Sailing in the Lowlands of England
by Gavin Atkin

I've just spent a week holidaying in a houseboat with my family on the Broads, a group of tidal estuaries and medieval peat workings linked by a network of canals and rivers in the low-lying county of Norfolk, England, and I must say it's a very beautiful place. It's also an area that has a number of characteristic boat styles that I thought some people might like to see - and which some others might enjoy being reminded about.

Here's a typical Broadland scene. This is often very low-lying country, and just as in Holland wind pumps have traditionally been used to control water levels.

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Probably the most famous traditional boat type seen on these waters is the Broads cruising yacht, typically an attractive gaff-rigged craft with lots of brightwork. Large numbers are available for hire to holidaying families. Many - including a whole fleet hired by the famous Hunter's yard - have no engines and so the hirers often spend a good amount of their time quanting their boats along the narrow channels. [I haven't included any shots of the floating caravans used by many holidaymakers on the grounds that they aren't really worth looking at.]

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Vying for first place in the fame stakes is the Broads wherry. I didn't see one myself, but I did find the model in the Museum of the Broads, and took some shots of the wherry yacht Olive on Barton broad (where Nelson learned to sail, it's said) and in the river near Ludham.

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Far less frequently talked about are the gaff-rigged and balance lug-rigged traditional half-decked sailing boats and the standing and balance lug-rigged dinghies. On our trip I sailed several of these and can thoroughly recommend the experience. I don't seem to have arrived home with any pictures of the boats themselves, but here are my children and myself sailing one. The wind was about Force 4 on this day and my son was sadly feeling a little seasick at this point following a longish run down Hickling Broad. :-(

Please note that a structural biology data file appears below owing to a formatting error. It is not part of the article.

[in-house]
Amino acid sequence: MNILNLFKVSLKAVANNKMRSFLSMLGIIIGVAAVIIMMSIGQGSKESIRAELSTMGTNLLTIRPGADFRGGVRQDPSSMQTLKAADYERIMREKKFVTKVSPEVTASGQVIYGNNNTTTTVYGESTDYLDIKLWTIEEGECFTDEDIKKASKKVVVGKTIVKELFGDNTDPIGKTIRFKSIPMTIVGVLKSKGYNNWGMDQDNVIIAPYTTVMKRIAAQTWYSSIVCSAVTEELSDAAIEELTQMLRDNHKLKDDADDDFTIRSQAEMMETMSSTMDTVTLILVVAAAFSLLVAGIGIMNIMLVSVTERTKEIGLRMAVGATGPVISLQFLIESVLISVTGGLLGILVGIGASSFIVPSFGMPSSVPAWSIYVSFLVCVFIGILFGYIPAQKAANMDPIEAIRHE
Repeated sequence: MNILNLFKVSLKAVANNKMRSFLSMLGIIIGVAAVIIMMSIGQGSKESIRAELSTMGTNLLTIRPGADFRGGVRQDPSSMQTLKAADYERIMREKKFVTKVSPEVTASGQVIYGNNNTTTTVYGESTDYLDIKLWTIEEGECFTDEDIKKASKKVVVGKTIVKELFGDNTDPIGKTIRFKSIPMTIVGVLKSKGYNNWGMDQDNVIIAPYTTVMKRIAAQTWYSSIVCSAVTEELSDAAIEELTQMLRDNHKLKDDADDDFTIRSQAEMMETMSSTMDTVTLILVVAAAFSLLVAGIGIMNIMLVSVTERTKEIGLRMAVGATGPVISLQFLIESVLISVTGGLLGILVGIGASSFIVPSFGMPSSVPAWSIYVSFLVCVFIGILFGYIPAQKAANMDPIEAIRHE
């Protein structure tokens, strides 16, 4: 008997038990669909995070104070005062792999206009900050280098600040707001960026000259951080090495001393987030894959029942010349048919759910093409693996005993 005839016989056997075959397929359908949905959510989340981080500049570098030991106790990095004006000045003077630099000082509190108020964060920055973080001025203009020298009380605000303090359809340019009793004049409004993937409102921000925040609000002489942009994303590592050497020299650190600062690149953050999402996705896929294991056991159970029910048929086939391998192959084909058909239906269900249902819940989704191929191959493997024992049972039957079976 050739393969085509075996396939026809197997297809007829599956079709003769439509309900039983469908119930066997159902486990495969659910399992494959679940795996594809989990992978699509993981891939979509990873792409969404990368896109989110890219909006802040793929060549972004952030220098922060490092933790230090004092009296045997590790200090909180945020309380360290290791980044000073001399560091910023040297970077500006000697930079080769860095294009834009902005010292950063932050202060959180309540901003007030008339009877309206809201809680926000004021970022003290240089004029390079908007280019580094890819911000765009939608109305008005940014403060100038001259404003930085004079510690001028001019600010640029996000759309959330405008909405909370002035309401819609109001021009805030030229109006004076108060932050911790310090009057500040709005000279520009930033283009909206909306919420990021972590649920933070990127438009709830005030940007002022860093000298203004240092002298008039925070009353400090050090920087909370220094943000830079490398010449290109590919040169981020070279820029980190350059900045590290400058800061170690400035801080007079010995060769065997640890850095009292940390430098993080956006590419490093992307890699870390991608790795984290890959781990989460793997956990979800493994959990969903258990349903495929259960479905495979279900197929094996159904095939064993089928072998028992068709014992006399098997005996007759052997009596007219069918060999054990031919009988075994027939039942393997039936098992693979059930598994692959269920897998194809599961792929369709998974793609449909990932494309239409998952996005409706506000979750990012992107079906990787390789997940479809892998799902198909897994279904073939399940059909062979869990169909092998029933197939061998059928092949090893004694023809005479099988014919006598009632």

One thing I noticed about these boats is that they have little if any built-in bouyancy (emergency flotation in US English) and this puzzled me until I sailed the boats myself and developed my own theory: why should it be possible for the hire companies to survive in these litigious times without this basic safety feature? My theory is that the answer is that the sheets are organised in such a way that any gust above about Force 4 is close to pulling your shoulder out of its socket. Combined with steel centreplates in the luggers and some half-deckers and keels in other half-deckers, it's a neat solution that seems to allow hire companies to hire out sailing boats to complete novices year after year in relative safety. Worth thinking about, I'd say...

I also took some photos of the local type of shooting punt. The larger punts pictured here in the museum are real old shooting punts, which were sailed using small rigs. However, at some point racing broke out among the punt users, sails increased in size and now the Norfok punt is one of the fastest racing dinghy classes we have in the UK. I caught the beginning of racing on Barton Broad, and so have included a couple of pictures.

A day trip to the seaside at Cromer gave me a chance to take some shots of the local crab boats. The traditional boats are built up at the sides and have holes for the oars, which I believe are used for lifting. The built up sides are said also to have allowed the boats to be beached sideways. On landing they were allowed to be knocked sideways by the surf, and the crew simply stood inside while successive waves moved the boat further up the beach while the extra strakes prevented the boat from toppling over them. Notice that even the modern GRP crab boats, which look to me to be derived from cobles or dories, have the same black upper strake with oarholes.

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These are pictures of the hull of a racing half-decker on show at the Museum of the Broads; 

This is a more general pic showing a variety of elderly craft including more sailing punts, a pleasure steamer, and, top right, a rescue craft used for recovering airmen during WWII. The boats, which were rigged for sailing and had inflated bouyancy tanks fore and aft, were parachuted into the airman's vicinity and he was expected to sail or motor home. The whole thing was an idea of Uffa Fox's, and he designed the thing. Said to be derived from the racing punt hull, many of the rescue boats were converted for pleasure sailing on the Broads after the war.

Dscf0152.jpg (71812 bytes) Here you can just see the first Wayfarer designed by Alan Proctor.


This picture shows a house being thatched - Norfolk reed is said to be the best and lasts for 60-70 years. 'Photos cost 1, smiles are 2.50,' said the man on the ladder. Dscf0155.jpg (80029 bytes)
DSCF0127.JPG (76495 bytes) This shows a reed lighter used to carry the reed from the cutting areas on the Broads. 
A typical older Broads motor cruiser (you may glimpse a typical modern one behind it)... Dscf0132.jpg (75339 bytes)
Dscf0129.jpg (76494 bytes)  ...and something of the inside.


I trust you can still breathe after this...